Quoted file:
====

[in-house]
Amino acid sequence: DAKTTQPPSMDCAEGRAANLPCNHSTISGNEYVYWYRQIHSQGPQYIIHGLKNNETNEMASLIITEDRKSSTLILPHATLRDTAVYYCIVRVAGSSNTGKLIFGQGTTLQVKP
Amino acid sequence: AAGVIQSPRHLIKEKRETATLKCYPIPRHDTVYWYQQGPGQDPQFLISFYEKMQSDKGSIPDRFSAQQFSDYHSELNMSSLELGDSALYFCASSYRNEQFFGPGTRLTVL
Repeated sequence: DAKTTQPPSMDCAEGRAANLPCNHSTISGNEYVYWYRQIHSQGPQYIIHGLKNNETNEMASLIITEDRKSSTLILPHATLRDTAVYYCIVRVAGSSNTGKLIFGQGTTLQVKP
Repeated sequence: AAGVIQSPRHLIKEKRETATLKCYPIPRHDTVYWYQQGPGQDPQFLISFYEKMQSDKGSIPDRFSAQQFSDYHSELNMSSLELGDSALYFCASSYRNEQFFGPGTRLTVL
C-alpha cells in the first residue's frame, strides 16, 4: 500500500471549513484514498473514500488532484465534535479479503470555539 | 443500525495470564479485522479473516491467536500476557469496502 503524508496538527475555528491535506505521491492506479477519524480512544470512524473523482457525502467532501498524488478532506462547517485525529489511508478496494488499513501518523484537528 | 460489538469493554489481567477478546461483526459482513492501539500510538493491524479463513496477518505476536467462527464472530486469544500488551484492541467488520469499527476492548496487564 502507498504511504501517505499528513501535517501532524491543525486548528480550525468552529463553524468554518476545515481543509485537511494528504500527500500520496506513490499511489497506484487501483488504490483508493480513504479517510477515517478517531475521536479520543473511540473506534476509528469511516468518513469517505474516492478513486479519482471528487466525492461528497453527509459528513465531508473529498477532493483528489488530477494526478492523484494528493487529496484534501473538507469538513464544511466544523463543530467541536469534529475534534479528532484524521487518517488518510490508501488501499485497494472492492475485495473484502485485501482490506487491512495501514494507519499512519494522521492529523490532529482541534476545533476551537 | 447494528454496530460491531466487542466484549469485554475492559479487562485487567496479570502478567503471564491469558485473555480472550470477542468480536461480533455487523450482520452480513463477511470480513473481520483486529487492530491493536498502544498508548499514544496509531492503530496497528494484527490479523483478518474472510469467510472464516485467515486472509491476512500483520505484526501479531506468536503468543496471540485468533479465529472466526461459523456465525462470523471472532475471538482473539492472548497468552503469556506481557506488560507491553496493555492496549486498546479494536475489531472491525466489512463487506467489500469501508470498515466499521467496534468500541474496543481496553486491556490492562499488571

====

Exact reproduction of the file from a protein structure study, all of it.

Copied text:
[in-house]
Amino acid sequence: DAKTTQPPSMDCAEGRAANLPCNHSTISGNEYVYWYRQIHSQGPQYIIHGLKNNETNEMASLIITEDRKSSTLILPHATLRDTAVYYCIVRVAGSSNTGKLIFGQGTTLQVKP
Amino acid sequence: AAGVIQSPRHLIKEKRETATLKCYPIPRHDTVYWYQQGPGQDPQFLISFYEKMQSDKGSIPDRFSAQQFSDYHSELNMSSLELGDSALYFCASSYRNEQFFGPGTRLTVL
Repeated sequence: DAKTTQPPSMDCAEGRAANLPCNHSTISGNEYVYWYRQIHSQGPQYIIHGLKNNETNEMASLIITEDRKSSTLILPHATLRDTAVYYCIVRVAGSSNTGKLIFGQGTTLQVKP
Repeated sequence: AAGVIQSPRHLIKEKRETATLKCYPIPRHDTVYWYQQGPGQDPQFLISFYEKMQSDKGSIPDRFSAQQFSDYHSELNMSSLELGDSALYFCASSYRNEQFFGPGTRLTVL
C-alpha cells in the first residue's frame, strides 16, 4: 500500500471549513484514498473514500488532484465534535479479503470555539 | 443500525495470564479485522479473516491467536500476557469496502 503524508496538527475555528491535506505521491492506479477519524480512544470512524473523482457525502467532501498524488478532506462547517485525529489511508478496494488499513501518523484537528 | 460489538469493554489481567477478546461483526459482513492501539500510538493491524479463513496477518505476536467462527464472530486469544500488551484492541467488520469499527476492548496487564 502507498504511504501517505499528513501535517501532524491543525486548528480550525468552529463553524468554518476545515481543509485537511494528504500527500500520496506513490499511489497506484487501483488504490483508493480513504479517510477515517478517531475521536479520543473511540473506534476509528469511516468518513469517505474516492478513486479519482471528487466525492461528497453527509459528513465531508473529498477532493483528489488530477494526478492523484494528493487529496484534501473538507469538513464544511466544523463543530467541536469534529475534534479528532484524521487518517488518510490508501488501499485497494472492492475485495473484502485485501482490506487491512495501514494507519499512519494522521492529523490532529482541534476545533476551537 | 447494528454496530460491531466487542466484549469485554475492559479487562485487567496479570502478567503471564491469558485473555480472550470477542468480536461480533455487523450482520452480513463477511470480513473481520483486529487492530491493536498502544498508548499514544496509531492503530496497528494484527490479523483478518474472510469467510472464516485467515486472509491476512500483520505484526501479531506468536503468543496471540485468533479465529472466526461459523456465525462470523471472532475471538482473539492472548497468552503469556506481557506488560507491553496493555492496549486498546479494536475489531472491525466489512463487506467489500469501508470498515466499521467496534468500541474496543481496553486491556490492562499488571